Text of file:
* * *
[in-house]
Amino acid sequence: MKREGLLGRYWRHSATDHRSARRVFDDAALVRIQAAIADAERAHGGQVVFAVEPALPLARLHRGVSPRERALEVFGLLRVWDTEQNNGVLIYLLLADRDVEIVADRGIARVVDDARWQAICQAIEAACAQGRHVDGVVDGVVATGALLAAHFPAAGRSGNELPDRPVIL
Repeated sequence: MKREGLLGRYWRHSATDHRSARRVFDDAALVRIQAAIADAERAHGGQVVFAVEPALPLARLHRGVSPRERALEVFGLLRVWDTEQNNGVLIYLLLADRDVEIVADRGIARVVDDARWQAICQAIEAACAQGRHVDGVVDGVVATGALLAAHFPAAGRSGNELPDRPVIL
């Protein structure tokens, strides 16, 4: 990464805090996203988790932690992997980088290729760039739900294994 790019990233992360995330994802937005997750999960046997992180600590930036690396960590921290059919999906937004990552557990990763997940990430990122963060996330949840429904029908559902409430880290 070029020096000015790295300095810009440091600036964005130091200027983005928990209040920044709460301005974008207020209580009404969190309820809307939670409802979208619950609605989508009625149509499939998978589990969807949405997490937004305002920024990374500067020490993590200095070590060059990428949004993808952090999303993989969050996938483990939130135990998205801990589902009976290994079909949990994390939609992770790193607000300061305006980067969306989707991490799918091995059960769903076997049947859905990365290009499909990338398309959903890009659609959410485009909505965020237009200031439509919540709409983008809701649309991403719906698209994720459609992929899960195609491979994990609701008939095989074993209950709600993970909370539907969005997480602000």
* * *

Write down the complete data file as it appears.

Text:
[in-house]
Amino acid sequence: MKREGLLGRYWRHSATDHRSARRVFDDAALVRIQAAIADAERAHGGQVVFAVEPALPLARLHRGVSPRERALEVFGLLRVWDTEQNNGVLIYLLLADRDVEIVADRGIARVVDDARWQAICQAIEAACAQGRHVDGVVDGVVATGALLAAHFPAAGRSGNELPDRPVIL
Repeated sequence: MKREGLLGRYWRHSATDHRSARRVFDDAALVRIQAAIADAERAHGGQVVFAVEPALPLARLHRGVSPRERALEVFGLLRVWDTEQNNGVLIYLLLADRDVEIVADRGIARVVDDARWQAICQAIEAACAQGRHVDGVVDGVVATGALLAAHFPAAGRSGNELPDRPVIL
């Protein structure tokens, strides 16, 4: 990464805090996203988790932690992997980088290729760039739900294994 790019990233992360995330994802937005997750999960046997992180600590930036690396960590921290059919999906937004990552557990990763997940990430990122963060996330949840429904029908559902409430880290 070029020096000015790295300095810009440091600036964005130091200027983005928990209040920044709460301005974008207020209580009404969190309820809307939670409802979208619950609605989508009625149509499939998978589990969807949405997490937004305002920024990374500067020490993590200095070590060059990428949004993808952090999303993989969050996938483990939130135990998205801990589902009976290994079909949990994390939609992770790193607000300061305006980067969306989707991490799918091995059960769903076997049947859905990365290009499909990338398309959903890009659609959410485009909505965020237009200031439509919540709409983008809701649309991403719906698209994720459609992929899960195609491979994990609701008939095989074993209950709600993970909370539907969005997480602000």